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How to verify AMG code?

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Old   February 18, 2021, 12:01
Default How to verify AMG code?
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Hi, recently i made my CFD code which uses algebraic multigrid method to solve compressible Euler equation (cell-centered FVM).

I wanted to know this code works properly, by comparing with similar reference papers.
However, i couldn't find appropriate reference paper which shows AMG performance(how much does calculation accelerated) while solving compressible Euler equation.

Is there any way to verify AMG code?

Thank you.
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Old   February 18, 2021, 15:56
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Take uniform mesh and observe the convergence. At each cycle you should be able to achieve text book efficiency. That is error should drop almost 10 times with each cycle.

This shall happen with all the cases you try with uniform and good meshes. If it does not happen then there is something wrong.


I was reading a book and the author mentioned that people often get happen with say 5 to 7 times drop per cycle and think that everything is good. He says that if for simple problem it does not drop by at least a factor of 10 then you should carefully check everything and doubt what you have.
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Old   February 18, 2021, 20:38
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Thank you for reply.

Can you tell me about document you've read?
I think i need to study more about AMG.

Thank you.
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Old   February 18, 2021, 22:04
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Quote:
Originally Posted by arjun View Post
Take uniform mesh and observe the convergence. At each cycle you should be able to achieve text book efficiency. That is error should drop almost 10 times with each cycle.

This shall happen with all the cases you try with uniform and good meshes. If it does not happen then there is something wrong.


I was reading a book and the author mentioned that people often get happen with say 5 to 7 times drop per cycle and think that everything is good. He says that if for simple problem it does not drop by at least a factor of 10 then you should carefully check everything and doubt what you have.
I am similarly investigating the AMG. Would love to read this book you have mentioned. What is it called? As well, do you have any papers on the topic?
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Old   February 18, 2021, 22:53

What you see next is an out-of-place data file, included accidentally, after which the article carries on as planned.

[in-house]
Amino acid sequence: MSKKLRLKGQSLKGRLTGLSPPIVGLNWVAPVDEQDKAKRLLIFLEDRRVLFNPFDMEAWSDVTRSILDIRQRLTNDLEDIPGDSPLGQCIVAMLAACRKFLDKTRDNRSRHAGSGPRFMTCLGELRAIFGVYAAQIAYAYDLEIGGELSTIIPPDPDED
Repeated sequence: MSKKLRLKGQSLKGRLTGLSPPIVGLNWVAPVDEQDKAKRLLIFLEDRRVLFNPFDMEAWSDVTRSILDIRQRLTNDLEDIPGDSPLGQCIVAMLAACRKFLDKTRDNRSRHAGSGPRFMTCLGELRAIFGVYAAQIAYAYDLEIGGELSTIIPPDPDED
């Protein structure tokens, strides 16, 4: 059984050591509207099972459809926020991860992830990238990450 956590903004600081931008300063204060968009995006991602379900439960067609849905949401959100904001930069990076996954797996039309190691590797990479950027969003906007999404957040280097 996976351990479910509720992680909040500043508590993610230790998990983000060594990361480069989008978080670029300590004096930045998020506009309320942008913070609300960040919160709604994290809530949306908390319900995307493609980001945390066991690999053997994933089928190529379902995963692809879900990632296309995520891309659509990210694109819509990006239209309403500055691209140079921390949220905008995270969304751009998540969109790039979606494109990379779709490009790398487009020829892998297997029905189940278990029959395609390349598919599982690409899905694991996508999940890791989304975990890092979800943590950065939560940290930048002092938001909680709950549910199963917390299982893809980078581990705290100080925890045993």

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I have been reading lots of papers and books over last 20 years so it is hard to pin point where i read that. (it goes back at least 8 years when i read it).

So I point out two most useful documents that i ever read on amg:

https://www.researchgate.net/publica...al_2nd_Edition


https://www.ljll.math.upmc.fr/~frey/...0multigrid.pdf

Read both of them, they were very useful to me in learning it.
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Old   February 18, 2021, 23:50
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Quote:
Originally Posted by arjun View Post
I have been reading lots of papers and books over last 20 years so it is hard to pin point where i read that. (it goes back at least 8 years when i read it).

So I point out two most useful documents that i ever read on amg:

https://www.researchgate.net/publica...al_2nd_Edition


https://www.ljll.math.upmc.fr/~frey/...0multigrid.pdf

Read both of them, they were very useful to me in learning it.
Thanks Arjun!

I also just found this: https://computing.llnl.gov/sites/def...05_revised.pdf
where a quote from the book is "Here, solving a problem is defined as reducing the residual by 10 orders of magnitude..."
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Old   February 19, 2021, 00:12
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Thank you for recommendations!
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Old   February 19, 2021, 02:44
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Here is quote from page 56 of first document

"Diagnostic Tools

As with any numerical code, debugging can be the most difficult part of creating
a successful program. For multigrid, this situation is exacerbated in two ways.
First, the interactions between the various multigrid components are very subtle,
and it can be difficult to determine which part of a code is defective. Even more
insidious is the fact that an incorrectly implemented multigrid code can perform
quite well—sometimes better than other solution methods! It is not uncommon for
the beginning multigrid user to write a code that exhibits convergence factors in the
0.2–0.3 range for model problems, while proper tuning would improve the factors
to something more like 0.05. The difficulty is convincing the user that 0.2–0.3 is
not good enough.
After all, this kind of performance solves the problem in very few
cycles. But the danger is that performance that is below par for model problems
might really expose itself as more complexities are introduced. Diagnostic tools
can be used to detect defects in a multigrid code—or increase confidence in the
observed results.
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Old   February 19, 2021, 04:46
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Thank you very much for detailed explanation!
I will study by reading the recommended document.

Thanks again.
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